Can anybody recommend a good drawing package for doing plans with dimensions that doesn't cost the earth please?
Hi Andy, Sketch Up , basic package, and it is free,, hope this help,s , Jim 1
Thanks Jim. I have tried that before but didn't find it that user friendly.
When did you try it? I just downloaded 2013 a few weeks ago and I found it very easy to learn. If you are trying to do something and you stuck there a several videos on youtube.
I had previously tried v8 and found the interface a bit cumbersome to learn.
If you try again just remember to make each part a component. This will allow you to use plugins that will create a cut list and show you how to layout each cut on the boards. This will also allow you to duplicate parts quickly. If you need to modify one of the copied components you can make it unique.
If you have questions I would be happy to try and help you.
SketchUp has a bit of a learning curve, but it works great. Even the free version is incredibly capable. There are some great resources online to help you learn. Their own tutorials on YouTube are great. Yo ucan also check out woodworkingwithsketchup.com (which is run by Community member Jay Bates) and sketchupforwoodworkers.com.
SketchUp is an incredible tool for project visualization. I like to make all of my projects in SketchUp first and get all the bugs worked out before I make the first bit of sawdust. Once you have everything the way you like it you can work more efficiently in the shop. If you have any questions or get stuck somewhere send me a message and I'll be glad to help.
Because your comment was in a friend request I couldn't directly reply to it.
You can easily specify the size of a shape in SketchUp by two ways. By typing in dimensions as you drag your mouse or after the shape is defined.
As an example, lets draw a simple 8' 2x4. First decide what reference plane you want to draw on. Lets go with the invisible horizontal plane formed by the red and green axis. You may need to change your camera angle so that you are slightly facing down toward the red-green plane. Select the rectangle tool (or press "R" on your keyboard). Click the origin (where all the axis intersect) to drop the first corner of the rectangle. Now drag your mouse to the right to in the rough shape of a 2x4 but don't click again. Notice at this point you have a set of dimensions in the bottom right of the screen. Take note of which one dimension is larger. If the second dimension is larger then use your keypad to type 3.5,96 and press enter. This told sketchup to make the rectangle 3.5" wide and 96" long.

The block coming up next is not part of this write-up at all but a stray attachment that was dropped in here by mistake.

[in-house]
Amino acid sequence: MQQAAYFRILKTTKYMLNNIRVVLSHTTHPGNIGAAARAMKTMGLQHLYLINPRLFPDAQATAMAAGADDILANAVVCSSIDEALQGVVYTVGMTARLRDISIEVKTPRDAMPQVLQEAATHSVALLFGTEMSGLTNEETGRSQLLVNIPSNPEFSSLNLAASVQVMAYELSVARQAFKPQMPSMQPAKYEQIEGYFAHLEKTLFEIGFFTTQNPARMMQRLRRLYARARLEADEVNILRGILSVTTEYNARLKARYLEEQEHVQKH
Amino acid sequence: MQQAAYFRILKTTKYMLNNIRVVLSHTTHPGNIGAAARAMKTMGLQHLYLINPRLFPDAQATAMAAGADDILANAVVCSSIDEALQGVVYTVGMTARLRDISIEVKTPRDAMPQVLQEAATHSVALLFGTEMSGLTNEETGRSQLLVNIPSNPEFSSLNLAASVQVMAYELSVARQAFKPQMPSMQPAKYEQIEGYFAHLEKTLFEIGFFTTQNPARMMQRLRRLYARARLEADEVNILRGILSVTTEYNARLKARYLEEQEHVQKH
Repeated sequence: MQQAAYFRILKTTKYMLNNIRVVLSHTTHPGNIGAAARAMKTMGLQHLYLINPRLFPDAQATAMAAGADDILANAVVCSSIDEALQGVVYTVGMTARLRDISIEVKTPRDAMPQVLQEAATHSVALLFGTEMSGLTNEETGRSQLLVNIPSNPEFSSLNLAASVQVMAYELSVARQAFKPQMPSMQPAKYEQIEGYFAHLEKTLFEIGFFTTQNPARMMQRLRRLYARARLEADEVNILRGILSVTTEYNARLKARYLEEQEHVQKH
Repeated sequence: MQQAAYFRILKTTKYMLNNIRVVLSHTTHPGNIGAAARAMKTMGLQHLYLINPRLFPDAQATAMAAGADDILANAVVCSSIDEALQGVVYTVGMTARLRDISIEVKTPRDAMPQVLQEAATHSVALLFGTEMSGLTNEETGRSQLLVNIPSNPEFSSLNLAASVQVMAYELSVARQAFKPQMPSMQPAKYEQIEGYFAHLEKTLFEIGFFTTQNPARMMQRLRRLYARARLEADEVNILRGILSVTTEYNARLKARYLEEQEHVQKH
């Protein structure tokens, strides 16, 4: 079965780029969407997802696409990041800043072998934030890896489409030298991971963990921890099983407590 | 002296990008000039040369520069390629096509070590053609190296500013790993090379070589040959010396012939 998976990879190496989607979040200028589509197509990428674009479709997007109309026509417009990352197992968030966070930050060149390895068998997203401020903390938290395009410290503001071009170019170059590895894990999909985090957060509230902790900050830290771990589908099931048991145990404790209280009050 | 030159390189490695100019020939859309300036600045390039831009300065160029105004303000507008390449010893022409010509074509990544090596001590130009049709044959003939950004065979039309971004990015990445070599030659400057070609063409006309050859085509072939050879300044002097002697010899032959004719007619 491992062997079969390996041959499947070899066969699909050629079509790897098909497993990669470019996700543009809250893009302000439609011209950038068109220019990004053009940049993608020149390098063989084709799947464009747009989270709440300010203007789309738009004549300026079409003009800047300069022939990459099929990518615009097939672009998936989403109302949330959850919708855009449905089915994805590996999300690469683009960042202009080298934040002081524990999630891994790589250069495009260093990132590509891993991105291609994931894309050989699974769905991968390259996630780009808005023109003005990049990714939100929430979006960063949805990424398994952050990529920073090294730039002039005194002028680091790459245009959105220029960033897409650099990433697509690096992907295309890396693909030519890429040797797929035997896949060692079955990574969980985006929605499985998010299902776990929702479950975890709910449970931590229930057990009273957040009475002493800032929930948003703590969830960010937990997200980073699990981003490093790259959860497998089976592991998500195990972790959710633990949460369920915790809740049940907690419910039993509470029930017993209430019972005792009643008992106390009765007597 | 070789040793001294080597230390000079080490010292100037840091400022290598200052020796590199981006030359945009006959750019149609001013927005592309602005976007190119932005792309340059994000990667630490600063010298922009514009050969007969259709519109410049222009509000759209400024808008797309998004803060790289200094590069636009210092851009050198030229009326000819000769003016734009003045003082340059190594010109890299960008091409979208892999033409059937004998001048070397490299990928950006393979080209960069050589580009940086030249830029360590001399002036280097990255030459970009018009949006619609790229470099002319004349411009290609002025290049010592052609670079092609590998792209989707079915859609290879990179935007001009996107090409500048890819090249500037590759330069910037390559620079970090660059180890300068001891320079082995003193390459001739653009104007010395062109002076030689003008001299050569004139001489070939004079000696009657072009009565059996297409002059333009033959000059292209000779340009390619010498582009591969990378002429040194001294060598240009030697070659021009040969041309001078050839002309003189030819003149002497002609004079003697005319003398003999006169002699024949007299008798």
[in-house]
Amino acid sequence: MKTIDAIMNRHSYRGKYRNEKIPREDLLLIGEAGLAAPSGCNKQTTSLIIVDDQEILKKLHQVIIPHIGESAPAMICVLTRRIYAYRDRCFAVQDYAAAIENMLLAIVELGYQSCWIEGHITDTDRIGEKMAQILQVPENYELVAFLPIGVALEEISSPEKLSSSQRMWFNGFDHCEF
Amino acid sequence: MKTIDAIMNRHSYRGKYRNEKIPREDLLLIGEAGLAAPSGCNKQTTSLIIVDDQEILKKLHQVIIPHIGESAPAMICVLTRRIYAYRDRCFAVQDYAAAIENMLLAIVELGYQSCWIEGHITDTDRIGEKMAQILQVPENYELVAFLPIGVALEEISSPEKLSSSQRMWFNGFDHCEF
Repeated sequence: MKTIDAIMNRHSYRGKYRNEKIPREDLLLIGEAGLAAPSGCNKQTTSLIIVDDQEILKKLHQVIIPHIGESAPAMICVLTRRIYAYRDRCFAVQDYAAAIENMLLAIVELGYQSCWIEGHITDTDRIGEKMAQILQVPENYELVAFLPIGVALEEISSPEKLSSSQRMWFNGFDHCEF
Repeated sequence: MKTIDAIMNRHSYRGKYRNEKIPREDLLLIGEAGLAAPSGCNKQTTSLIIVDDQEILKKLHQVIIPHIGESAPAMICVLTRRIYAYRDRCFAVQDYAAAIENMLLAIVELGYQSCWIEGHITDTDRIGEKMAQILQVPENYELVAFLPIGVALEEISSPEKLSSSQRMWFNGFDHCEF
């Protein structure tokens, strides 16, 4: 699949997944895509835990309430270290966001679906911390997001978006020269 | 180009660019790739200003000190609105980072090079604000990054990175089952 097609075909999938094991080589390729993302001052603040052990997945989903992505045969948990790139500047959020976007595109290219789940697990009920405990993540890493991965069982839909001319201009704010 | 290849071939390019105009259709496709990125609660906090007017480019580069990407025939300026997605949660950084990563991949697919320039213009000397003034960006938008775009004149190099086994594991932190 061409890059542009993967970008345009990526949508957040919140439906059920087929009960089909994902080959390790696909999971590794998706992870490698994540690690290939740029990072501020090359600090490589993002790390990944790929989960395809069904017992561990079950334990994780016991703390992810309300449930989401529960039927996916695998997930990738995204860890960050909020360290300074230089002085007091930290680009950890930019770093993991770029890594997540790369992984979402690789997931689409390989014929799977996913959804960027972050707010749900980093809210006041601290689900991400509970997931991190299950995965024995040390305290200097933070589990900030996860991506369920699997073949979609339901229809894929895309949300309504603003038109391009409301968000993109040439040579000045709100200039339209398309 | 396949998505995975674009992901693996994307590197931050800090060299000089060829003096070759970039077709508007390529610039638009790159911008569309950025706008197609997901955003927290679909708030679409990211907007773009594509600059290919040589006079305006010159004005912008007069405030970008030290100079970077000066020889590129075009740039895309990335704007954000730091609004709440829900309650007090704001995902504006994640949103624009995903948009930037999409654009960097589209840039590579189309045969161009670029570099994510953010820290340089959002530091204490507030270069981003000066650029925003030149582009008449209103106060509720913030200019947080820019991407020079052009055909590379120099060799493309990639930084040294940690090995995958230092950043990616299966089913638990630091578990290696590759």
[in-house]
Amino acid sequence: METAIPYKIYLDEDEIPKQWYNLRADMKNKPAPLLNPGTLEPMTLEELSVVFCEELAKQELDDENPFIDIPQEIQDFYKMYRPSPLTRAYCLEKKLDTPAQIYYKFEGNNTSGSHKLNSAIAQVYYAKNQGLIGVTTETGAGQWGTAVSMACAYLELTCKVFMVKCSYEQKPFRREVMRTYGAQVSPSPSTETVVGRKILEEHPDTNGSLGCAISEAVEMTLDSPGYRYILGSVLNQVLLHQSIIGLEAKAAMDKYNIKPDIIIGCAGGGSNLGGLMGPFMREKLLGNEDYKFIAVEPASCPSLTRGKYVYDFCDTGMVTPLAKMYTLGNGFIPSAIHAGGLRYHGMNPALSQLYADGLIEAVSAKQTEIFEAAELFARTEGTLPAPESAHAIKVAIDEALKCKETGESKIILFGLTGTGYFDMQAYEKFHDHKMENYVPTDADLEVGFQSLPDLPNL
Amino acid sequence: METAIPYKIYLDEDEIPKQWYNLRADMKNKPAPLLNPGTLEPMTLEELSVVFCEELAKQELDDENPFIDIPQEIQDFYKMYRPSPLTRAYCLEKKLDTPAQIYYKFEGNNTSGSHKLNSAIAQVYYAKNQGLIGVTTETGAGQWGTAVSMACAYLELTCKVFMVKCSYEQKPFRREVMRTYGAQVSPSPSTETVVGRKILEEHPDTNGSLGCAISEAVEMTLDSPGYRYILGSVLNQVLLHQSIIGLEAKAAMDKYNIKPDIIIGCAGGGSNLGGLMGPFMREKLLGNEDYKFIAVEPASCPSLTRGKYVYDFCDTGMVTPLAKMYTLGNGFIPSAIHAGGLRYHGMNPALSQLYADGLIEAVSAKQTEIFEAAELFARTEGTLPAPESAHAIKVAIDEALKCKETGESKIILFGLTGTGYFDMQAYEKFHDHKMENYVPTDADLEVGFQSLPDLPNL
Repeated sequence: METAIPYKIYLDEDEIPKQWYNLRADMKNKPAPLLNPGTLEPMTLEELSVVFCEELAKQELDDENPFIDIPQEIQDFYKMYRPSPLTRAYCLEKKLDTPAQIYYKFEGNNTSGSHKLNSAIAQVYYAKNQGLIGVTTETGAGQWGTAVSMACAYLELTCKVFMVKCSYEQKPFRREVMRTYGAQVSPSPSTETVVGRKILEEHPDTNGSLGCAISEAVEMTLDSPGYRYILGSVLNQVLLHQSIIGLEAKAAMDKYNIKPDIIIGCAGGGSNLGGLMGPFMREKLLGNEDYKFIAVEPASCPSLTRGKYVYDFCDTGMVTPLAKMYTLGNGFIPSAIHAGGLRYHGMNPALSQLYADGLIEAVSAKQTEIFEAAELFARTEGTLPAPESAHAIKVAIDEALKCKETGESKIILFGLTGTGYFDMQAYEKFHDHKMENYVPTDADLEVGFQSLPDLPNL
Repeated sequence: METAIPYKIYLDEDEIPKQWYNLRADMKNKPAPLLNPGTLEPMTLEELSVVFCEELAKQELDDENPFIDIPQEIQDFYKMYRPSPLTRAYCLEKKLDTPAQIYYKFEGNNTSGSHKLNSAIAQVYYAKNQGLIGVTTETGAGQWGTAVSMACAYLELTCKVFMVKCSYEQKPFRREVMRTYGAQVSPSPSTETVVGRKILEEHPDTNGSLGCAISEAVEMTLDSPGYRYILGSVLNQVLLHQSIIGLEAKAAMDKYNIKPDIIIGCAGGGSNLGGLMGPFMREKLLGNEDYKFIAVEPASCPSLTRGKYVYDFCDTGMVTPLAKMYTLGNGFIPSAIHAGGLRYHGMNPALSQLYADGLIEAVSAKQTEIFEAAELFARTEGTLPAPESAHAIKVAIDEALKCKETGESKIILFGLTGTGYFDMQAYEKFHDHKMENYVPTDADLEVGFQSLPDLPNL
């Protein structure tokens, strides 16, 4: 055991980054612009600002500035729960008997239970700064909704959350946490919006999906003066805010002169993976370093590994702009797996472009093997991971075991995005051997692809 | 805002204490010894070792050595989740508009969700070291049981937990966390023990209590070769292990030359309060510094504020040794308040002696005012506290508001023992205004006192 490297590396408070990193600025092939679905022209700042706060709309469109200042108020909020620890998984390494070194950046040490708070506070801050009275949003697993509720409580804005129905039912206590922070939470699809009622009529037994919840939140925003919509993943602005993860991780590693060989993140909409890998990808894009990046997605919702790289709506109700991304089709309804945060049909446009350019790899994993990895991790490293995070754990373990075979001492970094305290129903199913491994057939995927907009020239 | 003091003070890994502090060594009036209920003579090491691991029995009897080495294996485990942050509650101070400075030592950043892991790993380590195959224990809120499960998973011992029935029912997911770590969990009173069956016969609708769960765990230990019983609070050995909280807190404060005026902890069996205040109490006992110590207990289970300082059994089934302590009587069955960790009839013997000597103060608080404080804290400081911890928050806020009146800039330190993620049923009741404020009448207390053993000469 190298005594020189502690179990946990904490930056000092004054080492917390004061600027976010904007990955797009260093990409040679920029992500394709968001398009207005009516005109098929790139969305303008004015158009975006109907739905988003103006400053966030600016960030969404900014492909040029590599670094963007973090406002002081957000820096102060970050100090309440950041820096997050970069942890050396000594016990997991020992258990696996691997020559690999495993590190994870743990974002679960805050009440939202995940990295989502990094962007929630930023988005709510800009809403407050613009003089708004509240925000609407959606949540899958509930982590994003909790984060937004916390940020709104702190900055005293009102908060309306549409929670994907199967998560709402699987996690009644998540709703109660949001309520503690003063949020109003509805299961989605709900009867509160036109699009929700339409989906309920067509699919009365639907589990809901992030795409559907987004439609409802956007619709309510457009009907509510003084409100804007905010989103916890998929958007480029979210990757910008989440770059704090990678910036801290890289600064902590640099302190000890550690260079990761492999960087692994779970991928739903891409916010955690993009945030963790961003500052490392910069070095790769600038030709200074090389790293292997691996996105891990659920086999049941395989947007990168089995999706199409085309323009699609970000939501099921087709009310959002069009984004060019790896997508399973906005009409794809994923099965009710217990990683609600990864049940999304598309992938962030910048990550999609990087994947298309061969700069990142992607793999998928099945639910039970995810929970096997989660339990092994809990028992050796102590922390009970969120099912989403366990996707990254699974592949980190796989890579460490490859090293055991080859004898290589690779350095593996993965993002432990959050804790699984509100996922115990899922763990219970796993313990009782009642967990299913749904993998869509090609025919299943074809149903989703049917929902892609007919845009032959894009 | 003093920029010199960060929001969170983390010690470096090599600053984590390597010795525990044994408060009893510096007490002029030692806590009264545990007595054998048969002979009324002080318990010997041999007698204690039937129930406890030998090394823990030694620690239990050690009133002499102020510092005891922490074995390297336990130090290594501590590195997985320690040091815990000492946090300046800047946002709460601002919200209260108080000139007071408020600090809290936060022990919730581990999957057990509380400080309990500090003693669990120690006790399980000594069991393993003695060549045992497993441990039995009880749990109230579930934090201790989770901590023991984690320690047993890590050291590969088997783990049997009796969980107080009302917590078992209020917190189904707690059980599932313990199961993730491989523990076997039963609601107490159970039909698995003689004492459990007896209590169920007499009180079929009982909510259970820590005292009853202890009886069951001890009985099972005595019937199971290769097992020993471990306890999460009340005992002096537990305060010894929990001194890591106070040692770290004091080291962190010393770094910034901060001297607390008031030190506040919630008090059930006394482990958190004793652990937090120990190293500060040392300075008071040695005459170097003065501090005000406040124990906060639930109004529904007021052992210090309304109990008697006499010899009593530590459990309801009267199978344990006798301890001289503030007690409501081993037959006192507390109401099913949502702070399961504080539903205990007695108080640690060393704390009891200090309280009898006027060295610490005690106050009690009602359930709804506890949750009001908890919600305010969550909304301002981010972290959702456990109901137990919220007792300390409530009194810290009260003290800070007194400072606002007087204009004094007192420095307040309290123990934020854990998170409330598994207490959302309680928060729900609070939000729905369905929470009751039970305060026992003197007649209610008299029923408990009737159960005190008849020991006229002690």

Now that we have a 2d shape we need to "push/pull" it into a 3d shape. Select the Push/Pull tool from the toolbar or simply press "P" on the keyboard. With that tool activated you can hover your mouse over any face on your model and the face will fill up with several dots to let you know what face will be used. In this case we only have one face to work with. Click once on the face and drag it in the direction you want to pull it. In this case we need to drag it up 1.5" which is the thickness of a standard 2x4. You can either type in 1.5 for your dimension and press enter or just randomly click again somewhere in the up direction and then type in 1.5 on your keypad and press enter. SketchUp allows you the flexibility of entering the dimension and pressing enter to finalize it or typing the dimensions and pressing enter after the shape has been defined.
I know it's harder to read text and understand so here is a short video that will walk you through pretty much the same process:
If you're building cabinets. Thermwood has a free package called eCabinet that works very well. You'll need to go through the registration.
For other work, Sketchup seems to be the way to go, but like you I find it confusing; I don't use it very often, and I find every time i go to use it I have to relearn all the basics.
Thank you everyone for the info. The info helps Jay and Matt. It was being able to quickly say what size you wanted something I could not fathom out.
Here's one but its not like Sketch up but it is easy to learn and it's like setting down at the table and drawing plan's I have been useing it for 5 or 6 years its called www.homeplanpro.com
I just downloaded Sketch Up. While I am a wood working novice my computer skills are decent and I find the software fairly easy to use so far. Thanks for the tip.